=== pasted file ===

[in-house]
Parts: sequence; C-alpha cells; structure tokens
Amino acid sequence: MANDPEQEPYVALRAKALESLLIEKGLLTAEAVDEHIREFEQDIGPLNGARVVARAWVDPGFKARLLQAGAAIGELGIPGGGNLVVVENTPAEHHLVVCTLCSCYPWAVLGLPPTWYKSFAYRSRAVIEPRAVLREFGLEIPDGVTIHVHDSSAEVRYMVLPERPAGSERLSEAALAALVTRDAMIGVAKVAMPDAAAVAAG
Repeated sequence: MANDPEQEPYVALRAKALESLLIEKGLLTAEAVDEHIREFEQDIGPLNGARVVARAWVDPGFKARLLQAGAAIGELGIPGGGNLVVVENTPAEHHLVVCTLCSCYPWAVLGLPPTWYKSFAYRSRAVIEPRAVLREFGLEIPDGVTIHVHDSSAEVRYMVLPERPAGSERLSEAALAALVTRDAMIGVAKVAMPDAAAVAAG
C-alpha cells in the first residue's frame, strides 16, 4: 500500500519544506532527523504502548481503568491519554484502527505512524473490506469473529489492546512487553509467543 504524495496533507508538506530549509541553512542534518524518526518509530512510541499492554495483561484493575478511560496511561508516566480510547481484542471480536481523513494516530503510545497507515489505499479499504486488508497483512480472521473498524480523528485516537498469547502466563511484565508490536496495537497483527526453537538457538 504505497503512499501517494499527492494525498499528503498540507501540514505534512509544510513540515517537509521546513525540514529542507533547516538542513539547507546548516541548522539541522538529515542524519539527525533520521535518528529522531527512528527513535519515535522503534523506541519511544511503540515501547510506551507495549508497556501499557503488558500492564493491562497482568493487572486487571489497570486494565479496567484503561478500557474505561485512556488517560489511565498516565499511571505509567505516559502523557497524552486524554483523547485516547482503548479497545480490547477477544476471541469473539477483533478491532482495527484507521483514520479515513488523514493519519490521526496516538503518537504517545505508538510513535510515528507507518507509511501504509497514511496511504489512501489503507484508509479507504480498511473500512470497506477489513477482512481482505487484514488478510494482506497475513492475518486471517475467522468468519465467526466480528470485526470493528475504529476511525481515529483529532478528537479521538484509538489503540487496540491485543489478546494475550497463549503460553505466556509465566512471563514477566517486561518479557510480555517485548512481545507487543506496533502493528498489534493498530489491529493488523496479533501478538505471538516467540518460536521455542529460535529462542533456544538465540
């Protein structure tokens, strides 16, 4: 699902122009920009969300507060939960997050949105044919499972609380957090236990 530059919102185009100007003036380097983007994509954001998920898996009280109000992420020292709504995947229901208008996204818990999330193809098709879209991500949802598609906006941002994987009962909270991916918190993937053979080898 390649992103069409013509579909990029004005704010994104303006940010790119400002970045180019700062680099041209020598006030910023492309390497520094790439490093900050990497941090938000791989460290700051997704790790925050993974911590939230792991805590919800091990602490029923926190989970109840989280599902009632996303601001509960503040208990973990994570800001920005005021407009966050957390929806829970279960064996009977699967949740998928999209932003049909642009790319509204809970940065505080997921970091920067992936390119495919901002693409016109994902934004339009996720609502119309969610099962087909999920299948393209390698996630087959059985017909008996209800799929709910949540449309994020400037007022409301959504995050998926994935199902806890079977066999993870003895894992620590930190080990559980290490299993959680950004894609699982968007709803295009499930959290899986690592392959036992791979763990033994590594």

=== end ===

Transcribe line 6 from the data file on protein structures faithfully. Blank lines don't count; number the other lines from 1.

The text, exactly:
């Protein structure tokens, strides 16, 4: 699902122009920009969300507060939960997050949105044919499972609380957090236990 530059919102185009100007003036380097983007994509954001998920898996009280109000992420020292709504995947229901208008996204818990999330193809098709879209991500949802598609906006941002994987009962909270991916918190993937053979080898 390649992103069409013509579909990029004005704010994104303006940010790119400002970045180019700062680099041209020598006030910023492309390497520094790439490093900050990497941090938000791989460290700051997704790790925050993974911590939230792991805590919800091990602490029923926190989970109840989280599902009632996303601001509960503040208990973990994570800001920005005021407009966050957390929806829970279960064996009977699967949740998928999209932003049909642009790319509204809970940065505080997921970091920067992936390119495919901002693409016109994902934004339009996720609502119309969610099962087909999920299948393209390698996630087959059985017909008996209800799929709910949540449309994020400037007022409301959504995050998926994935199902806890079977066999993870003895894992620590930190080990559980290490299993959680950004894609699982968007709803295009499930959290899986690592392959036992791979763990033994590594």